Saturday morning appeared no different to any other day in Tunis, with bustling trams running on time, open coffee shops and tourist buses parked along Avenue Bourguiba. On the surface, it was business as usual. But instead of tourists packing into the coaches, it was riot police. Uniformed and on call, ready to deploy at the hint of any gathering.

But grievances in Tunisia run deeper than a faltering economy. Members of Manich m’samih (We do not forgive) came together under the shadow of a statue dedicated to thinker and historian Ibn Khaldun.

They are the friends and family of those killed in the 2011 revolution, and they have campaigned vociferously against a controversial amnesty law that would see members of Mr Ben Ali’s regime released from jail. The law was passed last September, but the group continues to actively oppose and demonstrate against it.

Under Mr Ben Ali's police state even a peaceful gathering would have been prohibited. Today the small square is watched by as many secret police as there are protesters. Seven years after the fall of the regime, Tunisia’s seemingly democratic government is still weary of the power of protest.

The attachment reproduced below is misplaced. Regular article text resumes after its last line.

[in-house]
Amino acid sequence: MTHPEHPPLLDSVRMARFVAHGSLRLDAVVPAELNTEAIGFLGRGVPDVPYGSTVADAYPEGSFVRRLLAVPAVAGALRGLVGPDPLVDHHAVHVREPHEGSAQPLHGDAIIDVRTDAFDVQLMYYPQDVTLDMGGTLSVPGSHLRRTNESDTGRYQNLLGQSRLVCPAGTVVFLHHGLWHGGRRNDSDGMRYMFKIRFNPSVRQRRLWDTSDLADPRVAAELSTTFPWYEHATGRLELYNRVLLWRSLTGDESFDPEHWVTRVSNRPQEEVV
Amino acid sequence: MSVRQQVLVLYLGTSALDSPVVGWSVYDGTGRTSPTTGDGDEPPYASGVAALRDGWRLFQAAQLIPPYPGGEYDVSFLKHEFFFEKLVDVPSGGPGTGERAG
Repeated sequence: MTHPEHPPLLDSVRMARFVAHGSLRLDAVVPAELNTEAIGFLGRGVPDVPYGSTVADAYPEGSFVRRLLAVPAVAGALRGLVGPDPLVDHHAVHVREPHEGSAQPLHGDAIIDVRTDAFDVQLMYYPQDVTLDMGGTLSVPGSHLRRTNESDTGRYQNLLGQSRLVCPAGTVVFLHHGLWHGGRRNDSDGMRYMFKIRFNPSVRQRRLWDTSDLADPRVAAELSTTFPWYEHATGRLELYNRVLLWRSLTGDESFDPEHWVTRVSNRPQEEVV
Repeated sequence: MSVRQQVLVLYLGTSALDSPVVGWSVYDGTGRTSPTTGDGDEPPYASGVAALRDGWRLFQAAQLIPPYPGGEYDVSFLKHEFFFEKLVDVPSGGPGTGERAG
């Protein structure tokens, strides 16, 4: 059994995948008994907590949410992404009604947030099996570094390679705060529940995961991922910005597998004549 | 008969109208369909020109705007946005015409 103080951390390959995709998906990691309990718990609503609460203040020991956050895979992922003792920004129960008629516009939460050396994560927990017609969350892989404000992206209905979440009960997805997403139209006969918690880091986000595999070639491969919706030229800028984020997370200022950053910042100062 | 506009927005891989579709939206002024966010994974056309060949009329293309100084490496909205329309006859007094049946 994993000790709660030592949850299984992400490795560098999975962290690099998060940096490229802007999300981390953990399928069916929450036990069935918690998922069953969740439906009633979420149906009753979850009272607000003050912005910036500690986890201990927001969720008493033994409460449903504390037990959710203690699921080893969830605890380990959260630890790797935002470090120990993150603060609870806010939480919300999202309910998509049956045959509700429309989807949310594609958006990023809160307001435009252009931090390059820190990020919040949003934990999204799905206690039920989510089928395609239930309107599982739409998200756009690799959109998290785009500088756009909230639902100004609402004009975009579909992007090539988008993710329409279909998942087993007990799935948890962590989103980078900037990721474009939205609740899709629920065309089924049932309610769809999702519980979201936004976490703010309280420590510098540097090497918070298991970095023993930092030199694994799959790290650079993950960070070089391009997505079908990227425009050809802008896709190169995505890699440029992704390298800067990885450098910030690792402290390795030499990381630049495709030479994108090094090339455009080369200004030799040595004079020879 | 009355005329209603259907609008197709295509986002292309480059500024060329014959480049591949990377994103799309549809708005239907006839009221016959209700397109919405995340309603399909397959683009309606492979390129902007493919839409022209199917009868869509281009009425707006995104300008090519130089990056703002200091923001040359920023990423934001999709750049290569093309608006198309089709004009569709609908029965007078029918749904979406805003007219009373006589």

In a bid to stop Sunday's protests, president Beji Caid Essebsi intends to spend the day visiting the poor district of Ettadhamen – a district he has never visited before.

Additionally, a government minister on Saturday said the government plans to increase support for poor families and needy people by some $70 million (Dh257m).

Zeina Haboub, 18, lost her cousin when he was killed in the 2011 protests by a regime sniper. “My generation got rid of Ben Ali, but they did not cut away the whole cancer, his regime and thugs are still present. I am here to finish the job. I will fight the amnesty, and I will always fight the regime,” she said.

For all the parallels being drawn to 2011, Ms Douzi warned: “this is not a repeat of the Arab spring, in the early days of 2011, people were just calling for freedom, work and dignity. It was only when the government responded with fire that people decided Ben Ali had to go.”

“The government should pay attention to that,” she warned.